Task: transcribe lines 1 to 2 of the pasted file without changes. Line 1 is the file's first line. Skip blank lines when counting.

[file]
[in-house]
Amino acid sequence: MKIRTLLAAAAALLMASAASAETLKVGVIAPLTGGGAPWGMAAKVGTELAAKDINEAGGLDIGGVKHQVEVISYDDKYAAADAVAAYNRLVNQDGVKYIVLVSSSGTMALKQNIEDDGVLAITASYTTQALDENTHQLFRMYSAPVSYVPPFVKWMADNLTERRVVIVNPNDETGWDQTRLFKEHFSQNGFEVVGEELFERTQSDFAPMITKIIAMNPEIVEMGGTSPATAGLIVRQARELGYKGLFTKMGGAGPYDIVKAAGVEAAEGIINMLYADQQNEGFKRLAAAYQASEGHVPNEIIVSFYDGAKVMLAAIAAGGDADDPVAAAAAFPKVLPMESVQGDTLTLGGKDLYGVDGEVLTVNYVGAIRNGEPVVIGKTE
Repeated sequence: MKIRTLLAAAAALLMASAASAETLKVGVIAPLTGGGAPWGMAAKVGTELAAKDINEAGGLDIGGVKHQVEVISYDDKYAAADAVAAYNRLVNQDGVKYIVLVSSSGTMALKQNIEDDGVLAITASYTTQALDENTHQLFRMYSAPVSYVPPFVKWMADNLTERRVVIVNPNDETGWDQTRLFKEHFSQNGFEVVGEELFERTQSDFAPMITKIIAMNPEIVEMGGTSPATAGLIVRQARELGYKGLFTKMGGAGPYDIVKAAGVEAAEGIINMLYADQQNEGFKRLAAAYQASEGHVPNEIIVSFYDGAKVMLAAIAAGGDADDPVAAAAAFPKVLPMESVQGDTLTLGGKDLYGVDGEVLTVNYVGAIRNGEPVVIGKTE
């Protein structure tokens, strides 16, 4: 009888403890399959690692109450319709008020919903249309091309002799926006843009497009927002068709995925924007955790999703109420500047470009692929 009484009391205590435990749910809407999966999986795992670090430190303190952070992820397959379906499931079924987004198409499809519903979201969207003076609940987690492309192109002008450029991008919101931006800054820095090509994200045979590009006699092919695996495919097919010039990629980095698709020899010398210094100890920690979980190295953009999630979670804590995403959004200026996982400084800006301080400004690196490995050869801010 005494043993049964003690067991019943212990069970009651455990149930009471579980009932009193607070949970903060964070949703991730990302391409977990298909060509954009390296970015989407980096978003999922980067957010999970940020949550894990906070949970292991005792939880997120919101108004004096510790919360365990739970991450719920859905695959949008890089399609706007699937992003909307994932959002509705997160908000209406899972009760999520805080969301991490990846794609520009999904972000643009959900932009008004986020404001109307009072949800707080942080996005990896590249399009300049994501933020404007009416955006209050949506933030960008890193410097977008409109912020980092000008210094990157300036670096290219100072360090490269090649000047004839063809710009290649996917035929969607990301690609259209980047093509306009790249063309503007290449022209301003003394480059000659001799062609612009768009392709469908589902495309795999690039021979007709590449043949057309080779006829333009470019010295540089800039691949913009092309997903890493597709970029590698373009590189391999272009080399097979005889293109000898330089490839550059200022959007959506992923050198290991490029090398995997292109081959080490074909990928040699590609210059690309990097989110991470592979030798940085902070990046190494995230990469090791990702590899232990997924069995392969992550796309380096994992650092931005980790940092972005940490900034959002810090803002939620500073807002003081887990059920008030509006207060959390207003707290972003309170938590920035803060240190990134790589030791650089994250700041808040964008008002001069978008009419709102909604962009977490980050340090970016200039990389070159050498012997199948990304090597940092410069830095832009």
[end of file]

[in-house]
Amino acid sequence: MKIRTLLAAAAALLMASAASAETLKVGVIAPLTGGGAPWGMAAKVGTELAAKDINEAGGLDIGGVKHQVEVISYDDKYAAADAVAAYNRLVNQDGVKYIVLVSSSGTMALKQNIEDDGVLAITASYTTQALDENTHQLFRMYSAPVSYVPPFVKWMADNLTERRVVIVNPNDETGWDQTRLFKEHFSQNGFEVVGEELFERTQSDFAPMITKIIAMNPEIVEMGGTSPATAGLIVRQARELGYKGLFTKMGGAGPYDIVKAAGVEAAEGIINMLYADQQNEGFKRLAAAYQASEGHVPNEIIVSFYDGAKVMLAAIAAGGDADDPVAAAAAFPKVLPMESVQGDTLTLGGKDLYGVDGEVLTVNYVGAIRNGEPVVIGKTE